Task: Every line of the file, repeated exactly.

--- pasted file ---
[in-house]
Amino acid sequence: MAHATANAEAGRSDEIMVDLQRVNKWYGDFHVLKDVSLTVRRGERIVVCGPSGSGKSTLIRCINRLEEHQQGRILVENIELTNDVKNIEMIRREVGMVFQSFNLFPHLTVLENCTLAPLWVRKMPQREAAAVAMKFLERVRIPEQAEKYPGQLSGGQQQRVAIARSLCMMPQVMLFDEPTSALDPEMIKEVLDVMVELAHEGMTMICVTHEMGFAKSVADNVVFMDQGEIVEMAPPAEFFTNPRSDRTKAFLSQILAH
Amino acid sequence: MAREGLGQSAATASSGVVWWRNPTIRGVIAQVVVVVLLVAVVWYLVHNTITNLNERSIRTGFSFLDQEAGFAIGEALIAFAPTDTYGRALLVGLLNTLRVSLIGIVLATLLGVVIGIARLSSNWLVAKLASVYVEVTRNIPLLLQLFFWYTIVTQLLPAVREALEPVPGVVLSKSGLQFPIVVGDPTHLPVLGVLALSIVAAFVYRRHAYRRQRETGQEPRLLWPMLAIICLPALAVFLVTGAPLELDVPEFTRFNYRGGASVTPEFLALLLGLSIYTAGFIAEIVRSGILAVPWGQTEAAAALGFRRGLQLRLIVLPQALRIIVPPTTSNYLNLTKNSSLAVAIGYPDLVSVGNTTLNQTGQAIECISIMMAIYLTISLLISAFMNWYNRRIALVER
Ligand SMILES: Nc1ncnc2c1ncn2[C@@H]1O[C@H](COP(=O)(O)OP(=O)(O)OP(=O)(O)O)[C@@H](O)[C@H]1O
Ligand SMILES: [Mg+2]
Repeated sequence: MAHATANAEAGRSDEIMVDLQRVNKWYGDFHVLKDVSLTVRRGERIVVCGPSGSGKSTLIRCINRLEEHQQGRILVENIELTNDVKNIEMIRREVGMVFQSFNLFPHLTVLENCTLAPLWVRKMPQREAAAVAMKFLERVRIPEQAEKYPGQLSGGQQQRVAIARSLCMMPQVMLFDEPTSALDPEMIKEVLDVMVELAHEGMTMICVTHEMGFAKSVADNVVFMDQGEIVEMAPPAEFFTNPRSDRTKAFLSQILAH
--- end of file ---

[in-house]
Amino acid sequence: MAHATANAEAGRSDEIMVDLQRVNKWYGDFHVLKDVSLTVRRGERIVVCGPSGSGKSTLIRCINRLEEHQQGRILVENIELTNDVKNIEMIRREVGMVFQSFNLFPHLTVLENCTLAPLWVRKMPQREAAAVAMKFLERVRIPEQAEKYPGQLSGGQQQRVAIARSLCMMPQVMLFDEPTSALDPEMIKEVLDVMVELAHEGMTMICVTHEMGFAKSVADNVVFMDQGEIVEMAPPAEFFTNPRSDRTKAFLSQILAH
Amino acid sequence: MAREGLGQSAATASSGVVWWRNPTIRGVIAQVVVVVLLVAVVWYLVHNTITNLNERSIRTGFSFLDQEAGFAIGEALIAFAPTDTYGRALLVGLLNTLRVSLIGIVLATLLGVVIGIARLSSNWLVAKLASVYVEVTRNIPLLLQLFFWYTIVTQLLPAVREALEPVPGVVLSKSGLQFPIVVGDPTHLPVLGVLALSIVAAFVYRRHAYRRQRETGQEPRLLWPMLAIICLPALAVFLVTGAPLELDVPEFTRFNYRGGASVTPEFLALLLGLSIYTAGFIAEIVRSGILAVPWGQTEAAAALGFRRGLQLRLIVLPQALRIIVPPTTSNYLNLTKNSSLAVAIGYPDLVSVGNTTLNQTGQAIECISIMMAIYLTISLLISAFMNWYNRRIALVER
Ligand SMILES: Nc1ncnc2c1ncn2[C@@H]1O[C@H](COP(=O)(O)OP(=O)(O)OP(=O)(O)O)[C@@H](O)[C@H]1O
Ligand SMILES: [Mg+2]
Repeated sequence: MAHATANAEAGRSDEIMVDLQRVNKWYGDFHVLKDVSLTVRRGERIVVCGPSGSGKSTLIRCINRLEEHQQGRILVENIELTNDVKNIEMIRREVGMVFQSFNLFPHLTVLENCTLAPLWVRKMPQREAAAVAMKFLERVRIPEQAEKYPGQLSGGQQQRVAIARSLCMMPQVMLFDEPTSALDPEMIKEVLDVMVELAHEGMTMICVTHEMGFAKSVADNVVFMDQGEIVEMAPPAEFFTNPRSDRTKAFLSQILAH